Cognitive, Imaging Tests Could Track Disease Changes in Sanfilippo Syndrome Type B, Study Says

Ashraf Malhas, PhD avatar

by Ashraf Malhas, PhD |

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imaging data as a biomarker

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Cognitive and imaging data are sensitive markers that can be used to assess changes in the disease course of Sanfilippo syndrome type B and evaluate new therapies, according to researchers.

Their study, “Observational Prospective Natural History of Patients with Sanfilippo Syndrome Type B,” was published in the Journal of Pediatrics.

There is a need for a better understanding of the clinical progression of mucopolysaccharidosis (MPS) type IIIB (MPS IIIB, or Sanfilippo syndrome type B) to identify disease stages and assess potential treatments, especially because early studies of an enzyme replacement therapy and a gene therapy have generated encouraging results.

Researchers conducted a prospective, multicenter study (NCT01509768), referred to as the MPS IIIB natural history study, to evaluate the natural course of disease progression in children with Sanfilippo syndrome type B.

Nineteen patients ages 1-10 were enrolled in the study. They had been diagnosed with Sanfilippo type B based on a gene mutation or enzyme deficiency analysis.

The children underwent detailed assessments that involved clinical, developmental, imaging (using brain magnetic resonance imaging, or MRI) and biochemical aspects at the start of the study and then at six and 12-month intervals.

Their neurodevelopment and quality of life were assessed using standard tests, such as Bayley Scales of Infant Development, Third Edition (BSID-III), and Infant Toddler Quality of Life (ITQOL).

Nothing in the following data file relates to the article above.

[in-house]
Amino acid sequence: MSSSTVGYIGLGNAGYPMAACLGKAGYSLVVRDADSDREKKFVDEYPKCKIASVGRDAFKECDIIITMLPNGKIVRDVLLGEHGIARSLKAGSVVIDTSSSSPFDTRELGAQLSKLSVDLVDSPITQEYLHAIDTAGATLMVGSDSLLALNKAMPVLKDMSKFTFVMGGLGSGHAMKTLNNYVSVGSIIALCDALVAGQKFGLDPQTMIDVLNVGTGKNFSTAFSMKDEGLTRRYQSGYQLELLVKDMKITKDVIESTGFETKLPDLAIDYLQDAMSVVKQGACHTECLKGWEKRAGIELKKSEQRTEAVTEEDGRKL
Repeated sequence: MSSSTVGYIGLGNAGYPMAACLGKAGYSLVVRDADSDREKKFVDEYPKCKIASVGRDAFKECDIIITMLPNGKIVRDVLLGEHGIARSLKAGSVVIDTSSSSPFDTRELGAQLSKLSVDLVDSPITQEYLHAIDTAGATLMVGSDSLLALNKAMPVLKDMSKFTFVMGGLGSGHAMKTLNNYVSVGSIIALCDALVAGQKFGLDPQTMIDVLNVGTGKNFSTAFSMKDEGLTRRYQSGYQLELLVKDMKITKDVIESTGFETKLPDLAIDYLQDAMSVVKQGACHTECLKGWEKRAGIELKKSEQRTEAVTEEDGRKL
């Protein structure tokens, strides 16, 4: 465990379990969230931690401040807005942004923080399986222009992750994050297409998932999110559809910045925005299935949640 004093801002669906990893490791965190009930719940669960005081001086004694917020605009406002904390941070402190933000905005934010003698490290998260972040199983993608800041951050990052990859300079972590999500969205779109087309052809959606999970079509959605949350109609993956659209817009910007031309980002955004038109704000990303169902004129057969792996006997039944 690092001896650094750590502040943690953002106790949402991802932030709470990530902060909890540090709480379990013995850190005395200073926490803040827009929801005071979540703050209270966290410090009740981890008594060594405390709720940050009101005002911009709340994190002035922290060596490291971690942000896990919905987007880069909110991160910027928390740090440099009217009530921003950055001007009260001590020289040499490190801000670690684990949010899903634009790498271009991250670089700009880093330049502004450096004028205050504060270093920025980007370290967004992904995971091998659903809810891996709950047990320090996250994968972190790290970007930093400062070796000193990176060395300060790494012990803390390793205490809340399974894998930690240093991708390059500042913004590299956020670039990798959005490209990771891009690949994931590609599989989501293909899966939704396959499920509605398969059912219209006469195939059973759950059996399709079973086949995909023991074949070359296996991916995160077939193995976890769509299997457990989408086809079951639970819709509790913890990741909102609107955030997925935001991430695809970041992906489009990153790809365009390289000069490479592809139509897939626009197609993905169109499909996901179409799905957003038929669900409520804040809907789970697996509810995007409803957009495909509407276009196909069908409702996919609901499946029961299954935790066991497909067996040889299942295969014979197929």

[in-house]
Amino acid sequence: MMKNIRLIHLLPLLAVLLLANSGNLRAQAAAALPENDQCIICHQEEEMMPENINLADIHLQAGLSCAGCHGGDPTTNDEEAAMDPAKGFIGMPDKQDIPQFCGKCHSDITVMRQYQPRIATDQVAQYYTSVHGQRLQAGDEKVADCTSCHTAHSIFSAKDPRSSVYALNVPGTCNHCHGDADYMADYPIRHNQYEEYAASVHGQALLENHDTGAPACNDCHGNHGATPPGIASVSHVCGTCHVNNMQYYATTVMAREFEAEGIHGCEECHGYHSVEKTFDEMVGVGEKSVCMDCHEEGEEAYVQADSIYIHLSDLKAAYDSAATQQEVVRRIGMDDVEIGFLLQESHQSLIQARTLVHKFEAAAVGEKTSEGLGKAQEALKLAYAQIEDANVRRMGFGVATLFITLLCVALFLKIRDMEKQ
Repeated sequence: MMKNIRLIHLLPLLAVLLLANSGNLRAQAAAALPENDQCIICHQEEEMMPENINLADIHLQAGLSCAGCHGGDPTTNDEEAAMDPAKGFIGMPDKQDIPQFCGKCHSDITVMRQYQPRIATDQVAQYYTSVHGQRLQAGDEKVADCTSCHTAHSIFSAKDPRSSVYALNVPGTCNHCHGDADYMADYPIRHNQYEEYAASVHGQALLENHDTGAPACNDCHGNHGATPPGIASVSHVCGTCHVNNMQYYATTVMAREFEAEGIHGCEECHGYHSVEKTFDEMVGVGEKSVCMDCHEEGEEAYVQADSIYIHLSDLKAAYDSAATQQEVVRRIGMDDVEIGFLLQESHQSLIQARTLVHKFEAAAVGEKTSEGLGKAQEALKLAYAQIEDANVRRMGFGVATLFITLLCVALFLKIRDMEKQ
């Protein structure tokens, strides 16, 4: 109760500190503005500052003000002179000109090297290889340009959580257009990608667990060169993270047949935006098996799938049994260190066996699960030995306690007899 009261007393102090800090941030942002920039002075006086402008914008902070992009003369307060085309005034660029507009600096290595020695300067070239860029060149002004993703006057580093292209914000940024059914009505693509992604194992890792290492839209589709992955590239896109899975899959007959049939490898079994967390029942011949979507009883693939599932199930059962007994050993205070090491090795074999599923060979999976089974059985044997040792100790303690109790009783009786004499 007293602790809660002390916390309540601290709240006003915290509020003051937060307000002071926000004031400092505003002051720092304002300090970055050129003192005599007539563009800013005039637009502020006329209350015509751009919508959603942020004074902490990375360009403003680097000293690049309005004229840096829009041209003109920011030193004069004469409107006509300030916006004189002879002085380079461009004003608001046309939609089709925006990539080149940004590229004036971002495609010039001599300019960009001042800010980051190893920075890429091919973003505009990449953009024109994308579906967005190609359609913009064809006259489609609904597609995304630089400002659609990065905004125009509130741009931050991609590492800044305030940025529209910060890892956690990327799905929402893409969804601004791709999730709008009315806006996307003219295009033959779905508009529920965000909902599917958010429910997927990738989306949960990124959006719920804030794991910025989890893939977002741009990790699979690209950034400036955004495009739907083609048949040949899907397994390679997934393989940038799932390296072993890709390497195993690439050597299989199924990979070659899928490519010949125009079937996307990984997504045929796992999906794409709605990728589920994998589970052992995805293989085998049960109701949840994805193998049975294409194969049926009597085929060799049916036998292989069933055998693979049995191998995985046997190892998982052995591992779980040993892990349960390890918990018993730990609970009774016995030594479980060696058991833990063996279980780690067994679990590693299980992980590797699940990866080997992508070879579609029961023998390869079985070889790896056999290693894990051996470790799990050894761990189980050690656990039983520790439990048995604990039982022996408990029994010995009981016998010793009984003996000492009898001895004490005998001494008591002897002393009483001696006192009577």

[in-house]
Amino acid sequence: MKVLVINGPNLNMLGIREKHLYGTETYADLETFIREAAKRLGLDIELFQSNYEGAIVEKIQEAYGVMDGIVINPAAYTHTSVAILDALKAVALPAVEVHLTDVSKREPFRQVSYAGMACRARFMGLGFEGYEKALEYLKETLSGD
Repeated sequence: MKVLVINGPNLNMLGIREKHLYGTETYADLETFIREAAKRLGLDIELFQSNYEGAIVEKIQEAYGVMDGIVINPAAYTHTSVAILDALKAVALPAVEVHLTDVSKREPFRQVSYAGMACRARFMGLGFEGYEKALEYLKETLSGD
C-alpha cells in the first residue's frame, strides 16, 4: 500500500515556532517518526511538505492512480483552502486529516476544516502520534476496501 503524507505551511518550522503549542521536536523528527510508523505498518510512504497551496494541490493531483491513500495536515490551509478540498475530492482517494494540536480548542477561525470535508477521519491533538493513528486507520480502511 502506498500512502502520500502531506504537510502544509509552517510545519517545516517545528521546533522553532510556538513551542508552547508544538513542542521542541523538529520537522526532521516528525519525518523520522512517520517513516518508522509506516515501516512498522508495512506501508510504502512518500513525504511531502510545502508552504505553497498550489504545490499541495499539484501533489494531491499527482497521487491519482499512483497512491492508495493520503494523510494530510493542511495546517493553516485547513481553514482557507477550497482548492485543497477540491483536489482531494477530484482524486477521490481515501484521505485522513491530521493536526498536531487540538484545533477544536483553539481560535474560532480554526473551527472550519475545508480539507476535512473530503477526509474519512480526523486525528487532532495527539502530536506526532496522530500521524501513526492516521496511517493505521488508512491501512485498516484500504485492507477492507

The results showed that cognition, behavior, and brain cortical gray matter volume (GMV) decreased over the 12-month period. The developmental quotient (DQ) — which measures a child’s behavioral growth to maturity — was lower in patients diagnosed after age 6 compared to those diagnosed before that.

Regarding GMV, most children diagnosed before age 6 showed a consistent decrease, whereas those diagnosed after age 6 did not show a great variability.

Biochemical tests indicated that urine glycosaminoglycans (GAG) and cerebrospinal fluid heparan sulphate levels, both of which are established as markers of Sanfilippo syndrome type B, were higher than normal across all age groups.

These results suggest that “neuro-cognitive and adaptive function, and quantitative MRI are appropriate methods to evaluate patients in future efficacy trials for MPS IIIB treatments,” because these were shown to sensitively track deterioration in patients younger than 8.6, researchers wrote.

They pointed out, however, that although biomarkers may have prognostic value, additional research into the use of these markers to track disease severity is needed.